Breastfeeding Print This Page

Breastfeeding offers many benefits to your baby. Breast milk contains the proper balance of nutrients to help your infant grow into a strong and healthy toddler. Some of the nutrients in breast milk also help protect against common childhood illnesses and infections. Breastfeeding also helps the health of the mother because certain types of cancer may occur less often in mothers who have breastfed their babies. Women free from health problems should try to breastfeed their babies for at least the first six months. However, there are some cases when it’s better not to breastfeed. -f you have H-V or active tuberculosis, you should not breastfeed because you could give the infection to your baby. Certain medicines, illegal drugs and alcohol can also pass through the breast milk and harm your baby.

See more information through MedlinePlus, a US National Library of Medicine Website: https://www.nlm.nih.gov/medlineplus/breastfeeding.html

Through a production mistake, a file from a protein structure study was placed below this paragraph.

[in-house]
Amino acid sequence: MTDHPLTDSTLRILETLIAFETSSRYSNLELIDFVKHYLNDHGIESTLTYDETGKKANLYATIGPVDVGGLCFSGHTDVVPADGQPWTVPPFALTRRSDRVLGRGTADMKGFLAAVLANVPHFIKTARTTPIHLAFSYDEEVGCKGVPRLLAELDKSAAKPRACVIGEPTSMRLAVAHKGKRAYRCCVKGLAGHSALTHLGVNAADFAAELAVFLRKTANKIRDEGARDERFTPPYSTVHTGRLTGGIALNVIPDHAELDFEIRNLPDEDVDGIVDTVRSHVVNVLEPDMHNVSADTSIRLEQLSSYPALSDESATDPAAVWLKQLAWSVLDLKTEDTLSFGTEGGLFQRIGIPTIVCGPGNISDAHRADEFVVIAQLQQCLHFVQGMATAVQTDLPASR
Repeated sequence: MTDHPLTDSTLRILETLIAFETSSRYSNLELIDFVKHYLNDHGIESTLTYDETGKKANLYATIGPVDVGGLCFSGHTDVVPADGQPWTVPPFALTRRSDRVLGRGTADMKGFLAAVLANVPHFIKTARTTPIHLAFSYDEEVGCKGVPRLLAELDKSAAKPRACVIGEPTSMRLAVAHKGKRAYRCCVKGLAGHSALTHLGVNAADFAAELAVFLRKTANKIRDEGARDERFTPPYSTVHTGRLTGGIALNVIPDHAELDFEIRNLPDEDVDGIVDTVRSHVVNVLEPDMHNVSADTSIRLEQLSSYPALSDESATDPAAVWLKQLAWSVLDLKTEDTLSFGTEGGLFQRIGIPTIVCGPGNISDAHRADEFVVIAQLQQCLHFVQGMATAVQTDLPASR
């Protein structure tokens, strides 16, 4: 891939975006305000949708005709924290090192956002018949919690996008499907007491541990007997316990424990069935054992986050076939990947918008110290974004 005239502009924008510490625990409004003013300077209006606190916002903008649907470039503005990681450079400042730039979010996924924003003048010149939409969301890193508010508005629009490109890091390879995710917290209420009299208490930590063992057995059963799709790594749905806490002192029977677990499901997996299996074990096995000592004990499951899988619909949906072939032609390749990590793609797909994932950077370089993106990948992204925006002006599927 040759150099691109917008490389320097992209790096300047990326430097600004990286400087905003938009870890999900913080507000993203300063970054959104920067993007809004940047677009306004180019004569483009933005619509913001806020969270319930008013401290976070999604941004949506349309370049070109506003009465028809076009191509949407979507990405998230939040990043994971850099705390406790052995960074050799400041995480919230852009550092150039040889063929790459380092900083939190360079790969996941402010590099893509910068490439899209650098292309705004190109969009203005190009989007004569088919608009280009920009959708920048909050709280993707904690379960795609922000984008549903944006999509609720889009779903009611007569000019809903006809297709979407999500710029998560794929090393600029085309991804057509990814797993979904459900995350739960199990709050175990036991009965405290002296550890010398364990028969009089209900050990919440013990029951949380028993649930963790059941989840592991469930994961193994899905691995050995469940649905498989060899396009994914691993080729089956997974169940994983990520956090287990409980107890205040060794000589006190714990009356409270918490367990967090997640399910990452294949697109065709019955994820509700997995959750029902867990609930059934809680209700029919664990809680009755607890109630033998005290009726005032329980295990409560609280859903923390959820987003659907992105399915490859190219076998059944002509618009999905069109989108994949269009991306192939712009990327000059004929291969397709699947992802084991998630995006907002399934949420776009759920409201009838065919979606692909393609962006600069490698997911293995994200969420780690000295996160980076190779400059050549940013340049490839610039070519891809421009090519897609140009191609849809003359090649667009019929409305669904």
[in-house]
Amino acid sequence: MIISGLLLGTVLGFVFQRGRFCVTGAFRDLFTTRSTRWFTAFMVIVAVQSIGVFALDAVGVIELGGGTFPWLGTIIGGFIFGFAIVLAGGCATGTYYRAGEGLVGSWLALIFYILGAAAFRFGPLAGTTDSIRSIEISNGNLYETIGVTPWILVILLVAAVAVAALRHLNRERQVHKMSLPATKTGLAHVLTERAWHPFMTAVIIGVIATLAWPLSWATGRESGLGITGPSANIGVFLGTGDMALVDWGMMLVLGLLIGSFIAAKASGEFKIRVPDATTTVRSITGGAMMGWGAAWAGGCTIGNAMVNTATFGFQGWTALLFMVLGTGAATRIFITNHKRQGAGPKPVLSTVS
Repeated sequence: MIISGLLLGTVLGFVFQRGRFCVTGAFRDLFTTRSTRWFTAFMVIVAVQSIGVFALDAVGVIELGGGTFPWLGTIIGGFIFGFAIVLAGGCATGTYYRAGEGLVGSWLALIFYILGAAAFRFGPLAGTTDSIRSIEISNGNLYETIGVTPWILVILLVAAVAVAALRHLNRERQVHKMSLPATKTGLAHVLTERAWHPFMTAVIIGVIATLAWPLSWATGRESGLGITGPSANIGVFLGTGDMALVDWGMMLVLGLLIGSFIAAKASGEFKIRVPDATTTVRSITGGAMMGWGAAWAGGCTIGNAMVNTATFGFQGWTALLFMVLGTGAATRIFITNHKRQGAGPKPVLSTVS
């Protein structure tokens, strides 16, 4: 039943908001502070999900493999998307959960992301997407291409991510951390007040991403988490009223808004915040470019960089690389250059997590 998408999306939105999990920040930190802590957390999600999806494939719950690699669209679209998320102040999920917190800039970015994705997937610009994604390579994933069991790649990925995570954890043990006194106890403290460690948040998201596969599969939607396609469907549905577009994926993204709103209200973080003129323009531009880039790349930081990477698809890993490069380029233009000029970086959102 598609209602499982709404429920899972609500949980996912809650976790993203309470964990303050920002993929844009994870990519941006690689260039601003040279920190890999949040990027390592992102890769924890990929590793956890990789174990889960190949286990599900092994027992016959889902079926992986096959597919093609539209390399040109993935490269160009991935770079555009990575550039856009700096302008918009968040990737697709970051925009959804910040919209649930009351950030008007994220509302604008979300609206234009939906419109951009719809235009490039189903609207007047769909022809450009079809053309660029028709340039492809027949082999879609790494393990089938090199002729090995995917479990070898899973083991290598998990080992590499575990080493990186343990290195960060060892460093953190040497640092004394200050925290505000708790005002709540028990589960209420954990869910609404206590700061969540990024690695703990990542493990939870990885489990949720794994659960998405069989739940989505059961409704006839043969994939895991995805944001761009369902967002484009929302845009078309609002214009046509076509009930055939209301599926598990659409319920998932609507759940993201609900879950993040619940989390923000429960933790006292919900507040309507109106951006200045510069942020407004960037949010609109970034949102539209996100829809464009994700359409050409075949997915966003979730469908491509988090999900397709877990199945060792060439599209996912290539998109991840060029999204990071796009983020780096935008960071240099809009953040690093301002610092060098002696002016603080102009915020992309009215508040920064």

Breastfeeding requires extra nutrition, making healthy eating just as important post-pregnancy. Women who are breastfeeding use about 500 calories daily to make the full amount of milk most babies need from birth to six months. Two-thirds of those calories should come from meals and snacks containing foods from all five food groups. The remaining calories come from the weight gained during pregnancy. While many women find breastfeeding helps them lose weight, weight loss varies among mothers depending on physical activity, the amount of weight gained during pregnancy and how much breast milk is produced.

A slow, gradual weight loss of one pound per week or four pounds per month is a safe goal for breastfeeding moms who want to return to their prepregnancy weight. Women who eat less than 1,800 calories per day may reduce the amount of milk their bodies make. Stress, anxiety and fatigue can also decrease milk production. Do yourself and your baby a favor — relax and sit down to eat three meals per day. Be sure to drink plenty of fluids and choose healthy snacks between meals. Moderate physical activity, such as walking, is also good for you, and will not reduce milk volume.

See more information from Academy of Nutrition and Dietetics: http://www.eatright.org/resources/health/pregnancy/breast-feeding